In the prerevolutionary era, a bishop was a high-ranking position that brought multiple privileges, but in the 1920s it promised nothing but persecution and deprivation. Acceptance of the rank meant taking on the feat of a confessor and a vow to preserve the purity of one's faith.
His first arrest occurred in March 1922 just seven months after his ordination, and was connected with the campaign to confiscate church property ongoing at the time. He was sentenced to a year in prison but was pardoned and released without serving the full term.
However, Bishop Athanasius was rearrested shortly afterwards and was exiled to Ust-Sysolsk in Eastern Siberia for opposing the Renewalist schism. He served time in multiple camps and prisons, Including at Onega, Kargopol, and several prison camps in Siberia, Mariinsk, Temnikov and Dubravlag. Of his 42 years as a bishop, he served in his diocese for only a decade. The remaining 33 years were spent in exile and prisons. He felled trees, built roads, made Lapti, cleaned manure and performed many other hard menial jobs.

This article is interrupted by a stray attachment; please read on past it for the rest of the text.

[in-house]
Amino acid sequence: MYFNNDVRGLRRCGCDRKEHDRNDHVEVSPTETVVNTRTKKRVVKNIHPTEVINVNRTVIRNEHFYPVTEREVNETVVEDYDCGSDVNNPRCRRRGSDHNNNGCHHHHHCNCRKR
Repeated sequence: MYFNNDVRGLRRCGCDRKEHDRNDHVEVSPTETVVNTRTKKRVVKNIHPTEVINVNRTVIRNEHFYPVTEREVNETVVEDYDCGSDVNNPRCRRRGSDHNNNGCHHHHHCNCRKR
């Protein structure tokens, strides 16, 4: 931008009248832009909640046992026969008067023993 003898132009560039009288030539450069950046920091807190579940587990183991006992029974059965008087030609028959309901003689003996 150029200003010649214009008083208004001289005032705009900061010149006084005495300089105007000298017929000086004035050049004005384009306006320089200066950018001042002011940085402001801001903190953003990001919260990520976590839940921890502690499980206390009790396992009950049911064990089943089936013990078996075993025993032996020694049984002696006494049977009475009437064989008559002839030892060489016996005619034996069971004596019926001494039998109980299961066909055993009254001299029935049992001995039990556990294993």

In imprisonment, he was not merely waiting for the end of his term or enduring its hardships. He was convinced that true church life was happening here, behind the prison walls and grates. In his letter to his mother from Taganskaya Prison, Bishop Athanasius wrote: “I am far better off here than at liberty, and I am saying so without the slightest exaggeration. The true Orthodox Church is here”. Together with the other members of the clergy, he co-celebrated regular church services, wrote liturgical texts, reassured his flock and shared his views on the situation in the Church.
The courtyard of Taganskaya prison in Moscow
As one reads the Bishop's prison letters and memoirs of the people who knew him, one cannot help admiring his natural talent to disregard the harshness of the prison conditions and perseverance in his choice of monasticism.